The museum of whose Bible?

The Green family's take on the Good Book is not as neutral as they let on.

What have Coptic papyri, letters of provenance, and import-export agree­ments to do with America’s culture wars? More than you might think, suggest Candida Moss, who teaches theology at the University of Bir­ming­ham, and Joel Baden, who teaches Hebrew Bible at Yale Divinity School. In Bible Nation, Moss and Baden lay bare this link by examining the Bible-promoting efforts of the billionaire Green family, work that will culminate in the soon-to-open Museum of the Bible in Washington, D.C.

This is not the Greens’ first foray into the culture wars. In 2014, the Greens—parents David and Barbara and sons Mart, Steve, and Darsee—burst onto the national scene when they, with the help of their Becket Fund lawyers, prevailed over the Obama administration in Burwell v. Hobby Lobby, the Supreme Court case that exempted their mammoth craft store chain from Obamacare’s contraceptive mandate. Long before this dispute reached its conclusion, however, the family was well known in Christian circles for its support of evangelical causes. Moss and Baden claim to have no issues with the Greens devoting their hard-earned cash to evangelistic efforts. What bothers them is the family’s less-than-forthcoming and at turns unlawful scheme for promoting the Good Book, a plan that has sometimes been abetted by scholars who should know better.

The Greens’ most obvious impropriety involves the acquisition of artifacts smuggled out of the Middle East near the end of the Iraq War. The illegitimacy of this pursuit, outlined in the book’s first chapter, was not lost on federal authorities. This past July, in a case that received considerable press, Hobby Lobby agreed to pay a $3 million fine and return thousands of artifacts to their rightful owners. In a statement released at the time, Hobby Lobby confessed it “did not fully appreciate the complexities of the acquisitions process.” Moss and Baden are less generous in their appraisal of Hobby Lobby’s tactics, which they interpret as a see-no-evil approach to advancing their religiously inspired agenda. When it comes to acquiring artifacts, they write, “what is lacking among the members of the Green organization is any sense of due diligence.”

Ultimately, however, Moss and Baden are less interested in the intricacies of the antiquities trade than they are in the reasons the Greens want to stockpile antiquities in the first place. These items, the Greens believe, will help them tell the story of the Bible that they want to tell, one that assures ordinary Americans of the Bible’s historical veracity, its divinely guided transmission and translation (culminating in the King James version), and its overwhelmingly positive contribution to American society.

This story has been told many times, of course, but never has it been broadcast from a venue as formidable as the Museum of the Bible. Unlike the nearby Smithsonian museums, the MOTB is not a government-sanctioned entity, but Moss and Baden are surely right to worry that the museum’s location will grant it an aura of authority that, say, the Creation Museum in Petersburg, Ken­tucky, lacks. This is a problem, they say, given the curators’ “selective use of scholarship and material evidence to support a particular interpretation of the text, coupled with the refrain that they are not, in fact, interpreting the Bible at all.” Moreover, if the Greens get their way—they claim with straight faces that their story of the Bible is nonsectarian—the MOTB’s narrative will soon make its way into America’s public schools via a Hobby Lobby–funded Bible curriculum.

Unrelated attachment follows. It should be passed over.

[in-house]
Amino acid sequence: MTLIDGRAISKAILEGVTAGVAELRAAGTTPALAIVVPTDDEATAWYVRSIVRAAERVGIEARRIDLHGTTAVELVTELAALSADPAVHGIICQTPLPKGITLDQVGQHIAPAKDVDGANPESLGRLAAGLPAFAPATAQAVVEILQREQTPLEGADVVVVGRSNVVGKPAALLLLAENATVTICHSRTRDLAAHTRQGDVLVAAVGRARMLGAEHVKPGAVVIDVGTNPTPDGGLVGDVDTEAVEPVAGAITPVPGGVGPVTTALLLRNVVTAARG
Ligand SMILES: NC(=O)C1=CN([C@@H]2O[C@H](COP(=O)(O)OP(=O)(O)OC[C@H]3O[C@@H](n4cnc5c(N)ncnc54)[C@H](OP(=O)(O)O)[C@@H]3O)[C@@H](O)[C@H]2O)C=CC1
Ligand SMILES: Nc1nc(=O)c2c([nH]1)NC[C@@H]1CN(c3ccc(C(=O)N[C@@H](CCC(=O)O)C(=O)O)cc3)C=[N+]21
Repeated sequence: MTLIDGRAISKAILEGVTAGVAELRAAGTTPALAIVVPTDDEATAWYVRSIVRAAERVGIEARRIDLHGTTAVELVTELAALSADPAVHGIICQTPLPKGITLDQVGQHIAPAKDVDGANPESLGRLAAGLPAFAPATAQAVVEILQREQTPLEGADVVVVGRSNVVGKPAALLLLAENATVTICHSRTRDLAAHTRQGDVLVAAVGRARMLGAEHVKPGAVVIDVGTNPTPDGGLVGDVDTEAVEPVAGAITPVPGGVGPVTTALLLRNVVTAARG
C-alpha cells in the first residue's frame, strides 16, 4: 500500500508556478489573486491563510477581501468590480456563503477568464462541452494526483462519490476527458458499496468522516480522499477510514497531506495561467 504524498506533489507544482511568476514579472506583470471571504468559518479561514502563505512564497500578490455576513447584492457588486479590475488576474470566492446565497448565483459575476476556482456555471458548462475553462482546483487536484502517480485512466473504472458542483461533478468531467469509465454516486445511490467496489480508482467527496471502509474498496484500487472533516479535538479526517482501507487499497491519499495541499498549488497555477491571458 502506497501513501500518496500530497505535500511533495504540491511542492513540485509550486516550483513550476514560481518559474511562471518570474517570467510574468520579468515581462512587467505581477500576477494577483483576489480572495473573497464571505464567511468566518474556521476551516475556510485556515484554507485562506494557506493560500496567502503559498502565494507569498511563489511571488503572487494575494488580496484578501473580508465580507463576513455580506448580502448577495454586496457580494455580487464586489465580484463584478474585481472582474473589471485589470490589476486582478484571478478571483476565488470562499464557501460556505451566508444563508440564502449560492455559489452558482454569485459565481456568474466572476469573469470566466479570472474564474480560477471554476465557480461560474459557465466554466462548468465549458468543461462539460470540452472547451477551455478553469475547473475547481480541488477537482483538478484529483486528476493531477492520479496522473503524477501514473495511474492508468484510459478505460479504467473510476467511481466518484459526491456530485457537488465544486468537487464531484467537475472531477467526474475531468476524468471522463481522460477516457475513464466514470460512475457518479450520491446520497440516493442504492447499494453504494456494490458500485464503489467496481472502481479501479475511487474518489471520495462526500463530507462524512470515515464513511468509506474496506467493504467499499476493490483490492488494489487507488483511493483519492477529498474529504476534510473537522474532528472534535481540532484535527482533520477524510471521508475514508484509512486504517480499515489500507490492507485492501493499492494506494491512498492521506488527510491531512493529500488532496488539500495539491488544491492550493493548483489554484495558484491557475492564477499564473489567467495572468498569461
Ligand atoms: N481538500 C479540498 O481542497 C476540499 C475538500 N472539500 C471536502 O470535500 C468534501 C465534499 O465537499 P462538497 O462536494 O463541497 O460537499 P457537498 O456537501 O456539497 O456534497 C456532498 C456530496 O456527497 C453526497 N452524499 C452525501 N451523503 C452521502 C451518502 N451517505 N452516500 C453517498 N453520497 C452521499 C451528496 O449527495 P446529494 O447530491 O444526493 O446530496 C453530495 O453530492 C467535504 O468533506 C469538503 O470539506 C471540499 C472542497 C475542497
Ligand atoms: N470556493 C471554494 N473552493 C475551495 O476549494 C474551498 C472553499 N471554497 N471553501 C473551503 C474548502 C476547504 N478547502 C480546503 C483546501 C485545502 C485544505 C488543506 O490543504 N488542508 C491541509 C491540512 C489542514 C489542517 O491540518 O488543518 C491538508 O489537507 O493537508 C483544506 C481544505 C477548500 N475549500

Some readers will object to Moss and Baden’s assumption that they and their fellow university-trained historians have a more reliable story to tell about the Bible than the one the Greens plan to tell. Don’t secular scholars start with their own set of assumptions about the biblical text? Are religiously committed people the only ones blind to and blinded by their foundational commitments? Moss and Baden could have addressed this objectivity question more thoroughly, but instead they return repeatedly to the low-hanging fruit of Greens’ scholarly nescience. What one blurb writer calls a “driving narrative” might more accurately be called an extended harangue. Although Moss and Baden claim to treat their subjects with empathy, after a while it feels like piling on.

Still, the authors’ larger concerns have merit, and by choosing to explore this particular front of the culture wars, they effectively cast light on issues that are American to the core: the belief that God blesses the faithful with financial success, the assumption that success in business verifies people as experts in realms they know little about, the notion that America is essentially and indisputably a Christian nation (and the public square ought therefore to reflect that essence), the dismissal of expert opinion when that opinion runs counter to popular belief, and the refusal of many people to examine their faith with a critical eye. In sum, Bible Nation illustrates what many nonevangelicals find so disturbing about America in the age of Trump, though it also reminds its readers that these untoward elements of American life long predated the election of our billionaire president. Surely they will outlive him as well.

David Weaver-Zercher

David Weaver-Zercher teaches American religious history at Messiah College in Mechanicsburg, Pennsylvania.

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